Dismiss Notice
Join Physics Forums Today!
The friendliest, high quality science and math community on the planet! Everyone who loves science is here!

Zenos Paradox Revisited

  1. Jan 21, 2014 #1
    Here is an ultra short repeat of the Zeno Paradox, but please google it for a longer version with pictures etc:

    Think of a moving arrow.
    In an instant of time an arrow cannot move (bc its an *instant*).
    An arrow's movement is given by the sum of the movements at every instant. But since in any one instant it cannot move then it follows that it cannot move at all. Zeno was laughed out of court at the time.

    In a digital 3D virtual world pixels can only *jump* from one digital coordinate to another. There is no such thing as *continuous* movement in a computer game. The fastest speed possible is determined by the computer's clock. A screen pixel can only jump from one coord to another. Similarly every curve zooms in to show reality is not curved rather rectangular pixellation.

    I posit that there can be only discrete *jumps* in the real world too, not only in energy but in movement as well, and that Zeno had it correct in 500 BC :)

    What do you think?
  2. jcsd
  3. Jan 21, 2014 #2


    User Avatar
    Science Advisor

    Yes, there conceivably can be discrete jumps in the real world too, as a solution to Zeno's paradox. However, another solution is that spacetime is smooth - so we first imagine discrete jumps, but we are able to take the discreteness as small as we please using the mathematical notion of a limit. So both of these would solve Zeno's paradox, essentially incorporating the discrete jumps idea with or without a limit.

    As far as we can tell through experiments, the limit idea is more useful at the moment, because our spacetime has Lorentz symmetry, which is a smooth symmetry. If Lorentz symmetry is found not to be exact, one possibility could be that spacetime or a more fundamental structure is discrete.

    Here is a recent review of the experimental tests of Lorentz invariance:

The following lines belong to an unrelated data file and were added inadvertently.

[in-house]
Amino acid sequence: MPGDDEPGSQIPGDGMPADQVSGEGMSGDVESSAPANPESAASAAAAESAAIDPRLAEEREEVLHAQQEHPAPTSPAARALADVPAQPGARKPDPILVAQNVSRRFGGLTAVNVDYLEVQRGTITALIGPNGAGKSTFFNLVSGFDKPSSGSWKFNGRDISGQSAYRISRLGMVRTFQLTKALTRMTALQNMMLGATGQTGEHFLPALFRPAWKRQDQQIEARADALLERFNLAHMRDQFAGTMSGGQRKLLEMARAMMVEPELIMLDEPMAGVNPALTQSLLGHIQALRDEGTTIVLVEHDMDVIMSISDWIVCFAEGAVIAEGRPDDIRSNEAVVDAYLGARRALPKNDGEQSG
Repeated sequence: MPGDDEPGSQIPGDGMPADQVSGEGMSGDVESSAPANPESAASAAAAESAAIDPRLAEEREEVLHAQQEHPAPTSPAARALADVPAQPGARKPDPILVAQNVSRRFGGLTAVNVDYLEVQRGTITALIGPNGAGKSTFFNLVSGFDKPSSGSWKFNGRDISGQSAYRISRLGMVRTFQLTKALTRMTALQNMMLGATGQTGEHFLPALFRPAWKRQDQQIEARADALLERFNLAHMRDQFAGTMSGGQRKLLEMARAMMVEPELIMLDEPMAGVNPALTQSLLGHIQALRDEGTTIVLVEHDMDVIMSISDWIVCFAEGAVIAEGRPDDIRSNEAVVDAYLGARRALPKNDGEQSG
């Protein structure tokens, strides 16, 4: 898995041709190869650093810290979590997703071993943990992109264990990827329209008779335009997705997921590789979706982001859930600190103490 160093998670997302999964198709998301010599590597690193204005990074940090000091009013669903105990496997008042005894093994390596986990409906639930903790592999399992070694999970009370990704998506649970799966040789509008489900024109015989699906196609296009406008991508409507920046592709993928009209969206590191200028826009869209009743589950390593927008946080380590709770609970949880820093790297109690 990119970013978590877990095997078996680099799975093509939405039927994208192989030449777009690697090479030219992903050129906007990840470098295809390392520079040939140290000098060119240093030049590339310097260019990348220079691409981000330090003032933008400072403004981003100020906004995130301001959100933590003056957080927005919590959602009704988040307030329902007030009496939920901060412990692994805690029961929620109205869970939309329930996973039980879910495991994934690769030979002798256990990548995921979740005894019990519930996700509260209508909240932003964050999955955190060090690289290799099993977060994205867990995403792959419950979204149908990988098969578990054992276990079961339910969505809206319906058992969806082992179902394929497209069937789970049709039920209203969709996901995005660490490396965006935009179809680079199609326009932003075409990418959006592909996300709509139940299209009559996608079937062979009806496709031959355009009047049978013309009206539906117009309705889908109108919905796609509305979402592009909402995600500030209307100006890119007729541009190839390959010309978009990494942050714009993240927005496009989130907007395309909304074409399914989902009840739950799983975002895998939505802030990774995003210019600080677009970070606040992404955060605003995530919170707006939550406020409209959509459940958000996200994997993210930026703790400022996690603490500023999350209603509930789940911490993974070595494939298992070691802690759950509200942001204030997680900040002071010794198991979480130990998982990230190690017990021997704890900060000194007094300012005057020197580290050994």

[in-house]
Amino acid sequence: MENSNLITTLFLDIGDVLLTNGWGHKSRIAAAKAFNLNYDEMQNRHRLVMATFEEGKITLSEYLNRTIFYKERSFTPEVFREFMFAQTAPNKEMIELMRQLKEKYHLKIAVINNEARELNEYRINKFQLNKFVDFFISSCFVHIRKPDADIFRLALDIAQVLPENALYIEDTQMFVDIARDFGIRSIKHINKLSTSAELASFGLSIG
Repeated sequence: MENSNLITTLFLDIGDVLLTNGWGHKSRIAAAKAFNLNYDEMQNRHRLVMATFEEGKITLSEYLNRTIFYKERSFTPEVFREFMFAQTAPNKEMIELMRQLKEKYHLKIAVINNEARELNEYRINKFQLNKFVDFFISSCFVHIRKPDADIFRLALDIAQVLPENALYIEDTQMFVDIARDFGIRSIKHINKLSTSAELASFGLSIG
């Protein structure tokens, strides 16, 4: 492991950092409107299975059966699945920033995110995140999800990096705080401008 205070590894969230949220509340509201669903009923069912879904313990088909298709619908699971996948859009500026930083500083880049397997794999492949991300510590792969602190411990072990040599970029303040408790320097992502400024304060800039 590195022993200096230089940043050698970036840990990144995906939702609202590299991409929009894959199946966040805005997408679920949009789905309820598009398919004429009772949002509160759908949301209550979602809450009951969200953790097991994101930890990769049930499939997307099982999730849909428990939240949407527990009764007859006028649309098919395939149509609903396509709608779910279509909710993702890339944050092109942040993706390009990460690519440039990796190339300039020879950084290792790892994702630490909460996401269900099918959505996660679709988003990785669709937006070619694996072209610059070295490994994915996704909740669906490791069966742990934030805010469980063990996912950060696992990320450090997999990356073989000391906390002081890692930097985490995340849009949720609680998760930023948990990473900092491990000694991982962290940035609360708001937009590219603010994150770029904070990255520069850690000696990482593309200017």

Tests of Lorentz invariance: a 2013 update
    Stefano Liberati
    Class. Quantum Grav. 30 133001 doi:10.1088/0264-9381/30/13/133001
    Last edited: Jan 21, 2014
  4. Jan 21, 2014 #3


    Staff: Mentor

    You must remember physics is a model.

    Obviously an arrow does move, the solution to Zeno's paradox being since we can never know what happens in an instant we break it up into smaller and smaller units of time and take a limit (as Atyy also explains). The physical assumption is the limit exists. In this way whats going on in an actual instant is avoided - which isn't a problem really - since we can't observe an actual instant.

  5. May 26, 2014 #4
    Ok, one solution is that space is digital rather than analog, where time can be either I guess. But does it work the other way around? Do we have a solution if space is continuous and only time is composed of discrete steps? I think not, but I don't see a way to properly grasp it.
  6. May 26, 2014 #5
    Both time *and* space must be digital. As regards 'in the limit' the area under a curve is a numerical issue.
    Area is the sum of small squares under a curve. Also note that Pi is infinite precision - its has to be because the area of a circle cannot be comprised of an infinite number of squares (to make a *real* curve possible).
    I mean its *physically* impossible to have a perfect circle because it implies an infinite number of squares to make up the circle.

    All curves must be pixellated when zooming in. That includes space-time.

    We all went wrong when Zeno showed that objects cannot move if space were continuous.

    The in-the-limit idea is a monstrous fudge!
  7. May 26, 2014 #6
    I'm afraid I don't follow, possibly because I don't know what are you referring to by "in-the-limit idea". You also don't seem to be talking about time.

    Can you use Achilles and tortoise to formulate explanation?
  8. May 26, 2014 #7
    Given enough computer speed, it's display refresh rate that is limiting factor, assuming objects are not supposed/allowed to skip pixels. So on a display with refresh rate of 60 frames per second maximum speed would be 60 pixels per second. Little computer people would call it the speed of light.

    It's only logical then to conclude refresh rate of our universe is 299,792,458 frames per second. Great refresh rate and amazing resolution, playing us must be real fun.
  9. May 26, 2014 #8


    Staff: Mentor

    There is no evidence for this. Thread closed.
Share this great discussion with others via Reddit, Google+, Twitter, or Facebook